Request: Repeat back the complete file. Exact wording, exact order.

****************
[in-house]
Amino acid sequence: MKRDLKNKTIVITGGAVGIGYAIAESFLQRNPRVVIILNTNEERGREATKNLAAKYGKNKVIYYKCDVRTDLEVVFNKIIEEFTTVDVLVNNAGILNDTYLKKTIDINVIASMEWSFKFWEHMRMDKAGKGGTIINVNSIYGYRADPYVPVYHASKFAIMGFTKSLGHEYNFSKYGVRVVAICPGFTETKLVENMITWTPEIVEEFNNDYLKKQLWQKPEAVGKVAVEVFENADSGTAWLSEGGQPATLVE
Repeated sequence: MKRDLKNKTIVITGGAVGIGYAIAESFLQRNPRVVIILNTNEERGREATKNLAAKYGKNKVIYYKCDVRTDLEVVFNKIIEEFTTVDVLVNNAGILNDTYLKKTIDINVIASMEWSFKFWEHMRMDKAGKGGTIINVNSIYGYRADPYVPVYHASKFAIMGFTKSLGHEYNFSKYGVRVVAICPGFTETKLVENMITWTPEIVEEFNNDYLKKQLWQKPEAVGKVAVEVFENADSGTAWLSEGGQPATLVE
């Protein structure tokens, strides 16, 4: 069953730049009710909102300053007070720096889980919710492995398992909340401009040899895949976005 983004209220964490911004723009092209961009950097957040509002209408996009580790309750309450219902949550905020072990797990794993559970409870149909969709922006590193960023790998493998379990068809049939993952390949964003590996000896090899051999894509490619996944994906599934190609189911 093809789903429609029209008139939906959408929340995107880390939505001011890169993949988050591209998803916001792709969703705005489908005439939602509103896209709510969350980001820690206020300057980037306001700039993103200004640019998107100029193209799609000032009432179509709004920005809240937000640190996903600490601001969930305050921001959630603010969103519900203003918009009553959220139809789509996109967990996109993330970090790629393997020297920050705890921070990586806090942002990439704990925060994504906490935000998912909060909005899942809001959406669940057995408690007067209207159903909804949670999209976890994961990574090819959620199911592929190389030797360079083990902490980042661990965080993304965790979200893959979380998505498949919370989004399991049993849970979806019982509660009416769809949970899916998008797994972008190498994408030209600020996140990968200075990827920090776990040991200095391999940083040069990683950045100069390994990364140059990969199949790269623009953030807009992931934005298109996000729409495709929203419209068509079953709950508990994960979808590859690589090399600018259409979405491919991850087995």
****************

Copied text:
[in-house]
Amino acid sequence: MKRDLKNKTIVITGGAVGIGYAIAESFLQRNPRVVIILNTNEERGREATKNLAAKYGKNKVIYYKCDVRTDLEVVFNKIIEEFTTVDVLVNNAGILNDTYLKKTIDINVIASMEWSFKFWEHMRMDKAGKGGTIINVNSIYGYRADPYVPVYHASKFAIMGFTKSLGHEYNFSKYGVRVVAICPGFTETKLVENMITWTPEIVEEFNNDYLKKQLWQKPEAVGKVAVEVFENADSGTAWLSEGGQPATLVE
Repeated sequence: MKRDLKNKTIVITGGAVGIGYAIAESFLQRNPRVVIILNTNEERGREATKNLAAKYGKNKVIYYKCDVRTDLEVVFNKIIEEFTTVDVLVNNAGILNDTYLKKTIDINVIASMEWSFKFWEHMRMDKAGKGGTIINVNSIYGYRADPYVPVYHASKFAIMGFTKSLGHEYNFSKYGVRVVAICPGFTETKLVENMITWTPEIVEEFNNDYLKKQLWQKPEAVGKVAVEVFENADSGTAWLSEGGQPATLVE
């Protein structure tokens, strides 16, 4: 069953730049009710909102300053007070720096889980919710492995398992909340401009040899895949976005 983004209220964490911004723009092209961009950097957040509002209408996009580790309750309450219902949550905020072990797990794993559970409870149909969709922006590193960023790998493998379990068809049939993952390949964003590996000896090899051999894509490619996944994906599934190609189911 093809789903429609029209008139939906959408929340995107880390939505001011890169993949988050591209998803916001792709969703705005489908005439939602509103896209709510969350980001820690206020300057980037306001700039993103200004640019998107100029193209799609000032009432179509709004920005809240937000640190996903600490601001969930305050921001959630603010969103519900203003918009009553959220139809789509996109967990996109993330970090790629393997020297920050705890921070990586806090942002990439704990925060994504906490935000998912909060909005899942809001959406669940057995408690007067209207159903909804949670999209976890994961990574090819959620199911592929190389030797360079083990902490980042661990965080993304965790979200893959979380998505498949919370989004399991049993849970979806019982509660009416769809949970899916998008797994972008190498994408030209600020996140990968200075990827920090776990040991200095391999940083040069990683950045100069390994990364140059990969199949790269623009953030807009992931934005298109996000729409495709929203419209068509079953709950508990994960979808590859690589090399600018259409979405491919991850087995």